Inland Rail field studies underway in Queensland
18 September 2017
Joint release with:
Federal Member for Wright
- Field studies for the Environmental Impact Statements for the Gowrie to Kagaru sections of Inland Rail in Queensland begin.
- Data collected will inform the feasibility designs, bringing Inland Rail another step closer to construction.
- ARTC is working closely with communities, stakeholders and affected landholders.
The historic Inland Rail continues to advance with important ecology surveys beginning on the project in Queensland.
Minister for Infrastructure and Transport Darren Chester said the ecology surveys for the Inland Rail sections from Gowrie to Kagaru would see the collection of spring and summer seasonal data about the flora and fauna of the area.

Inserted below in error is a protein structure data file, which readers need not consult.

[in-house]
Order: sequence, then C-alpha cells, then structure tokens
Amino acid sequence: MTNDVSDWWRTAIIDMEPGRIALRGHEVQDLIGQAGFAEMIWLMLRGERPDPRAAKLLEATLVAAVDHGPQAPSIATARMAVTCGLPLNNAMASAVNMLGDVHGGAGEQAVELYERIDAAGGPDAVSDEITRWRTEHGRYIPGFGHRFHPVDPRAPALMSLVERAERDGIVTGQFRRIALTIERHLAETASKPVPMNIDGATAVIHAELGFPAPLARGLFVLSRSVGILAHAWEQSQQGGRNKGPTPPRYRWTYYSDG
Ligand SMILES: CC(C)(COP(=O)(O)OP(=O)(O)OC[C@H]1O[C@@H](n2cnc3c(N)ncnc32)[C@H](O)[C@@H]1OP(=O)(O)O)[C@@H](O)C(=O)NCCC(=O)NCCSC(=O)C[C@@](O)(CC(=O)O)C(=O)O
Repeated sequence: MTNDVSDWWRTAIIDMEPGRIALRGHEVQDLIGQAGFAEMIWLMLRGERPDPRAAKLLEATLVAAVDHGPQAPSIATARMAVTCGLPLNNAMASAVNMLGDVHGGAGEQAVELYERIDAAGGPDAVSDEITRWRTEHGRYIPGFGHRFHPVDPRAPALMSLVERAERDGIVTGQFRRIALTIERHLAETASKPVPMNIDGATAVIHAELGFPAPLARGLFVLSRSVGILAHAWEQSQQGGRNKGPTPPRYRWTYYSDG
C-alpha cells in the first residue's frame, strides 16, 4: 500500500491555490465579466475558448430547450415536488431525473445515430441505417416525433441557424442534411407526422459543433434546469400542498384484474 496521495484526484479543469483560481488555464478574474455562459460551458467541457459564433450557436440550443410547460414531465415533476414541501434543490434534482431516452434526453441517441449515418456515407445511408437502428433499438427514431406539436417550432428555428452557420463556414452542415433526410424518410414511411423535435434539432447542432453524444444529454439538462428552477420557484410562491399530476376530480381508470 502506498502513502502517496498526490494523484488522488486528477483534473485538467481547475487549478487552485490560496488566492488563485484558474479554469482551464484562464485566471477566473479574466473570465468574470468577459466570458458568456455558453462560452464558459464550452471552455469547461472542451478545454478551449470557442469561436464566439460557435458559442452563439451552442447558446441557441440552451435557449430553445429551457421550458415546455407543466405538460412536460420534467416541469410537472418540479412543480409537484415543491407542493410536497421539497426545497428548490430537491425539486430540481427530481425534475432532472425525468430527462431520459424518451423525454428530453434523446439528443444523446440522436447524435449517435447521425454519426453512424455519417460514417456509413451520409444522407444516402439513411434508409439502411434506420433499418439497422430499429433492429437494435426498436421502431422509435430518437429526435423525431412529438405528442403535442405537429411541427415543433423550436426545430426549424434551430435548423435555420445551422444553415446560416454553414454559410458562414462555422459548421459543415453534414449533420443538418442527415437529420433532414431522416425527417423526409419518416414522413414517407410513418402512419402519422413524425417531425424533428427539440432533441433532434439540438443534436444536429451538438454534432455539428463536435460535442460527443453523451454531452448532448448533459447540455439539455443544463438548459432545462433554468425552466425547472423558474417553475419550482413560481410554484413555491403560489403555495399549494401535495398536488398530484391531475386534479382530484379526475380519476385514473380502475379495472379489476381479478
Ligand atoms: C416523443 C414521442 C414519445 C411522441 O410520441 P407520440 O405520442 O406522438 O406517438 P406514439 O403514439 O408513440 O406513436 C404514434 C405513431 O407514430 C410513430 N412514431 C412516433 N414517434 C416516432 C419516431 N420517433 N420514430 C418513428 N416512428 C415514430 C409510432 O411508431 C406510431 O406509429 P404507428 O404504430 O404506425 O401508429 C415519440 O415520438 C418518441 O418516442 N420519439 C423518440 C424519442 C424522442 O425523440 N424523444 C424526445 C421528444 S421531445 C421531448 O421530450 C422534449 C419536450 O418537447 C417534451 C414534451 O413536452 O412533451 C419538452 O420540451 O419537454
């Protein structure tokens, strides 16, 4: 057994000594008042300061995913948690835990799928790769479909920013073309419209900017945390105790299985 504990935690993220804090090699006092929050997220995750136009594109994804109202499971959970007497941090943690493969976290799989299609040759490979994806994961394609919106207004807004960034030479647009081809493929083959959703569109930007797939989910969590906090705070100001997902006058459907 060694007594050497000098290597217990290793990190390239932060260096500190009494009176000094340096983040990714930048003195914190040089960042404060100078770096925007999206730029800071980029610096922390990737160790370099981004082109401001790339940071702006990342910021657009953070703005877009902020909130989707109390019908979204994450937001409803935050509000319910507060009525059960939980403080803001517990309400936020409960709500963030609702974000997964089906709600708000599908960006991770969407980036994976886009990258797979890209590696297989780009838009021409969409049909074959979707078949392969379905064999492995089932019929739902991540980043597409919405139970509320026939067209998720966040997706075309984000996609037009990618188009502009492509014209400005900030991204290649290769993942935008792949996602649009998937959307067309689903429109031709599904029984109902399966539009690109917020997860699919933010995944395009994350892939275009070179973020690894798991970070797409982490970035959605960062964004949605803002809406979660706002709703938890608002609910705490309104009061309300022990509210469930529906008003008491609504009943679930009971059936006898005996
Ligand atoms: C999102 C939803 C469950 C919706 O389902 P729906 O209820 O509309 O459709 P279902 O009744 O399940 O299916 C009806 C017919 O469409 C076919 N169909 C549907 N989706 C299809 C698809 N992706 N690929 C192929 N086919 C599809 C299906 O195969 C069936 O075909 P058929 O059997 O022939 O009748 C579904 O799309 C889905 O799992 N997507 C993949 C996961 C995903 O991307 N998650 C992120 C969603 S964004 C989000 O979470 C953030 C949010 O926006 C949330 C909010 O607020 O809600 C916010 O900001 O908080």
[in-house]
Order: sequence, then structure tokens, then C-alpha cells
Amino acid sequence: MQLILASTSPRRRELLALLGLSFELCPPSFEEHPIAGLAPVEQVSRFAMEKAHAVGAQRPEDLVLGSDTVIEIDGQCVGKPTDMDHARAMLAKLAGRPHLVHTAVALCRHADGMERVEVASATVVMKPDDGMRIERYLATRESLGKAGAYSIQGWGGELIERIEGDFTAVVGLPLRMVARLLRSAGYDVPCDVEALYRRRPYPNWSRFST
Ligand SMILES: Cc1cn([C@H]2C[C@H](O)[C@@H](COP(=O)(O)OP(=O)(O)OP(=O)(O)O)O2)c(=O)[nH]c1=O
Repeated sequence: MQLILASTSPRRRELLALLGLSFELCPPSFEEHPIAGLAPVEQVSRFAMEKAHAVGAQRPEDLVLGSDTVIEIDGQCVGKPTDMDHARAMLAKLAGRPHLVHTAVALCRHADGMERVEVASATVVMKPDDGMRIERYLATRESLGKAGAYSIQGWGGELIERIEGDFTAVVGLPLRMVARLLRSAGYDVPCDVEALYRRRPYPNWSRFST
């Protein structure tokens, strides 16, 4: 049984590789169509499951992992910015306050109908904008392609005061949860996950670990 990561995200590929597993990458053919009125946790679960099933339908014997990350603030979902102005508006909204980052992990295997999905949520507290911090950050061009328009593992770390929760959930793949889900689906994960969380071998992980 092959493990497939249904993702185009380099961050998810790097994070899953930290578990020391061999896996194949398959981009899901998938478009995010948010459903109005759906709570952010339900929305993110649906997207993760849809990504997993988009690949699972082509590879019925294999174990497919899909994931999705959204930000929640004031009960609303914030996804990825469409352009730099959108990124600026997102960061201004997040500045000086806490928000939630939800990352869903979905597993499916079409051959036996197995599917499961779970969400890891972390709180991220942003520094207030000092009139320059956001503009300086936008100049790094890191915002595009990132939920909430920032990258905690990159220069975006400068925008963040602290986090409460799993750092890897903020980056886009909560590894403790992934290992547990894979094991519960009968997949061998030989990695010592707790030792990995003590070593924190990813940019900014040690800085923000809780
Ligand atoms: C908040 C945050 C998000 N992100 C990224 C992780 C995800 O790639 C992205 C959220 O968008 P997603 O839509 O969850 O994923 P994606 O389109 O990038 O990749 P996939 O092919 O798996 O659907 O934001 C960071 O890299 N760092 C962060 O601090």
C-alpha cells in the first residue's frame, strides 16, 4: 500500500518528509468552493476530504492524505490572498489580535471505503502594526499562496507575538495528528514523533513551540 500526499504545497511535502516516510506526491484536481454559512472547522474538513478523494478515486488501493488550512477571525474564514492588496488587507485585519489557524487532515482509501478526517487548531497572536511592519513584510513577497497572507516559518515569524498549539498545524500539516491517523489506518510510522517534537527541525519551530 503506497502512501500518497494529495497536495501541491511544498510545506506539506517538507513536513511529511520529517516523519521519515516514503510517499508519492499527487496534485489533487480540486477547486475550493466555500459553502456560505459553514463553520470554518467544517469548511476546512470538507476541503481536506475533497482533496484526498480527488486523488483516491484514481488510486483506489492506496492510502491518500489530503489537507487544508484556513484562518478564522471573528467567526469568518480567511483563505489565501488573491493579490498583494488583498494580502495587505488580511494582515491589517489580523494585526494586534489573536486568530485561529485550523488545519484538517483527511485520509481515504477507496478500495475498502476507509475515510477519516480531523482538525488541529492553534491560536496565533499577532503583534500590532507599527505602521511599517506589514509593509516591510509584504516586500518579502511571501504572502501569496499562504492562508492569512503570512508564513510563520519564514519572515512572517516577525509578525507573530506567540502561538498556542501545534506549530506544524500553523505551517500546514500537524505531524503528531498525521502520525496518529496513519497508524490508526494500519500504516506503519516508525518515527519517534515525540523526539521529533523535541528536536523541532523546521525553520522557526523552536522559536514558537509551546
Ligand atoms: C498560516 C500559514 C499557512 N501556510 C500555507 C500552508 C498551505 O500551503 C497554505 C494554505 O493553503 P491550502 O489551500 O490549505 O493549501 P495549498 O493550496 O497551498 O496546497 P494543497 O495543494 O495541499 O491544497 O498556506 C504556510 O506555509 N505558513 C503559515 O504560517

“With Inland Rail progressing, it is important to get these ecology surveys underway to inform the design and broader environmental assessment of this Inland Rail section,” Mr Chester said.
“The field studies and investigations will help identify and understand animal and plant species in the area including their habitats.”
Federal Member for Wright, Scott Buchholz said the data collected would be fed into each of the three Environmental Impact Statements (EIS) and feasibility designs for the projects that make up the Gowrie to Kagaru section of Inland Rail.
“Each EIS will include extensive consultation with the local community, landowners and other key stakeholders. Teams of two ecologists at a time will head into the field.”
The Gowrie to Kagaru sections are the most technically complex, requiring major tunneling through the Toowoomba ranges.
Queensland stands to benefit enormously from Inland Rail with more than 50 per cent of the construction cost of Inland Rail to be spent in the state.
Across the country the Australian Government is delivering a $20 billion investment in rail that will cut congestion in cities, grow the regions and create thousands of new jobs.
For more information on the Inland Rail project, visit inlandrail.com.au.